Do Not Allow Idleness to Deceive You, for While You Give Him Today He Steals Tomorrow from You

H. Croccoquill? Alfred Crowquill? Alfred Henry Forrester?

Dear Quote Investigator: I recently encountered an insightful quotation that begins:

Don’t allow idleness to deceive you. . .

Someone with the unusual name “H. Croccoquill” was credited, but I have been unable to learn anything about him or her. Is this ascription accurate?

Quote Investigator: No. The earliest instance located by QI appeared in an 1856 book for children written and illustrated by Alfred Crowquill. That name was a pseudonym shared by two brothers: Alfred Henry Forrester and Charles Robert Forrester. However, Charles died in 1850, and the 1856 book was crafted by Alfred alone. 1

The quotation occurred in a story titled “The Dwarf and the Woodcutter” which included a scene of a child observing a dozen ants moving a single grain of corn to an underground storehouse. The child addressed the ants and suggested that they should save their labor and simple eat the grain. The leading ant replied with a lecture on industriousness. Emphasis added by QI: 2

Did we seek only to devour on the spot, all we found, we should be gluttons, and get lazy, and, surprised by the winter, die in our homes, for the want of that which we ought to have gathered by our industry in the proper season. Ah, my little man, do not allow Idleness to deceive you, for while you give him to-day he steals to-morrow from you.

Below are additional selected citations in chronological order.




In 1871 the statement was remembered and used as a filler item in a Nashville, Tennessee newspaper: 3

Do not allow idleness to deceive you, for while you give him to-day, he steals to-morrow from you.—Crowquill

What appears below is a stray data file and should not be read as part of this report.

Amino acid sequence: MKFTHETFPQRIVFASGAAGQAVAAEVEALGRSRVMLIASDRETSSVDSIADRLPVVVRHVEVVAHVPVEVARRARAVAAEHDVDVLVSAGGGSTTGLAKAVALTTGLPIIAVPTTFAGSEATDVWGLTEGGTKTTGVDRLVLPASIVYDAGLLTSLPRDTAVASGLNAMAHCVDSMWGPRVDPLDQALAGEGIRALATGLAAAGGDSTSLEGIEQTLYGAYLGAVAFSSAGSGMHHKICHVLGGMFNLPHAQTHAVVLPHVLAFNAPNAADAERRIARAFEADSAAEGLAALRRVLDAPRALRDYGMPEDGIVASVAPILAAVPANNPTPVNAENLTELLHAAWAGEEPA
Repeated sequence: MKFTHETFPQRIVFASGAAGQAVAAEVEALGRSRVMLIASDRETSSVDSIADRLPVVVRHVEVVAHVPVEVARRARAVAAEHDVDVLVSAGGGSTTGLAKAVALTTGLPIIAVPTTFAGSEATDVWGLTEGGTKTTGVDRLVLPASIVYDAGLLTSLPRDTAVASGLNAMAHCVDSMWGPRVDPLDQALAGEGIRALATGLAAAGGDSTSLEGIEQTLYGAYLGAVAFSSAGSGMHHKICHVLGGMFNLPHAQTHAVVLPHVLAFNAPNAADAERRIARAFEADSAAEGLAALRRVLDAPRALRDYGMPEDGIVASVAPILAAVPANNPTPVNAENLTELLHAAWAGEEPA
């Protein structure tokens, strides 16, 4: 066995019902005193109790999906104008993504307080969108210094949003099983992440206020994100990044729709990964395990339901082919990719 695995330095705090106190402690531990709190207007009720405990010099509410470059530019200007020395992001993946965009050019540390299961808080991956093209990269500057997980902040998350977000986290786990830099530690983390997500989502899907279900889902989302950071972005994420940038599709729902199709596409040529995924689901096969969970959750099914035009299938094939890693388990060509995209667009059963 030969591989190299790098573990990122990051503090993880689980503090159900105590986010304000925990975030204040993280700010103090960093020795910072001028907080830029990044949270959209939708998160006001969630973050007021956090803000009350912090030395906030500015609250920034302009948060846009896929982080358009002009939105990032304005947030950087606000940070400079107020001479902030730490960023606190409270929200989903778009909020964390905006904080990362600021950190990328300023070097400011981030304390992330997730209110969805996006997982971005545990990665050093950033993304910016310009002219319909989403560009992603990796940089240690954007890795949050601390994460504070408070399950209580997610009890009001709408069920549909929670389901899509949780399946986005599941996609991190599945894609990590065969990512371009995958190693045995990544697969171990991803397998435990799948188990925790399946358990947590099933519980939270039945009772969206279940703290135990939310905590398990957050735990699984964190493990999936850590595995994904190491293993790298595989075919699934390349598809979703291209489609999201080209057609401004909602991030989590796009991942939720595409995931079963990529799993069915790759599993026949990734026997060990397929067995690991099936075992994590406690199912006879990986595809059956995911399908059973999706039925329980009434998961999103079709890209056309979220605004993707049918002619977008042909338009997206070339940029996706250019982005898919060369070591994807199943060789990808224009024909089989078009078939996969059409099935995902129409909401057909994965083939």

The phrase above and its ascription were included in the 1927 edition of “The New Dictionary of Thoughts: A Cyclopedia of Quotations”. 4 This long-lived series of references was originally edited by Tryon Edwards.

In 1989 “New York Times” columnist and language maven William Safire co-edited “Words of Wisdom: More Good Advice” with his brother. The Crowquill saying was included, but the initial of the first name was specified as “H” instead of “A”: 5

Do not allow idleness to deceive you; for while you give him to-day, he steals tomorrow from you.
—H. Crowquill

In 2014 the “Inc.com” website posted “18 Quotes to Boost Your Productivity Right Now”. The following two items were included: 6

12. “Don’t allow idleness to deceive you, for while you give him today, he steals tomorrow from you.” H. Croccoquill

13. “You need a plan to build a house. To build a life, it is even more important to have a plan or goal.” Zig Ziglar

The anomalous spelling “Croccoquill” might be a phonetic transcription of the name that received credit for the saying during a speech.

In conclusion, the quotation under examination should be ascribed to Alfred Henry Forrester who used the pseudonym Alfred Crowquill in 1856. The name Croccoquill was an error.

Image Notes: Illustrations from “Pantomime As It Was Is and Will Be”, Original Drawings by Alfred Crowquill held at the Houghton Library of Harvard University. Images have been cropped, resized, and retouched.

(Great thanks to Tom Schroeder whose inquiry led QI to formulate this question and perform this exploration.)

Notes:

  1. 1989 Copyright, The Stanford Companion to Victorian Fiction by John Sutherland, Entry: Alfred Crowquill, Quote Page 164, Stanford University Press, Stanford, California. (Google Books Preview)
  2. 1856, Tales of Magic and Meaning, Written and Illustrated by Alfred Crowquill (Alfred Henry Forrester), Story: The Dwarf and the Woodcutter, Start Page 88, Quote Page 104, Grant and Griffith, London. (Google Books Full View) link
  3. 1871 September 24, Nashville Union and American, (Untitled filler item), Quote Page 1, Column 5, Nashville, Tennessee. (Newspapers_com)
  4. 1927, The New Dictionary of Thoughts: A Cyclopedia of Quotations, Originally compiled by Tryon Edwards, Revised and Enlarged, Topic: Idleness, Quote Page 273, Column 2, Britkin Publishing Company, Charlotte, North Carolina. (Google Books Full View)
  5. 1989, Words of Wisdom: More Good Advice, Compiled and edited by William Safire and Leonard Safir, Section: Idleness, Quote Page 186, Simon and Schuster, New York. (Verified on paper)
  6. Website: Inc.com, Article title: 18 Quotes to Boost Your Productivity Right Now, Article author: John Brandon (Contributing editor), Date on website: September 26, 2014, Website description: Inc.BrandView – Thought leadership for business owners, (Accessed inc.com on January 24, 2017) link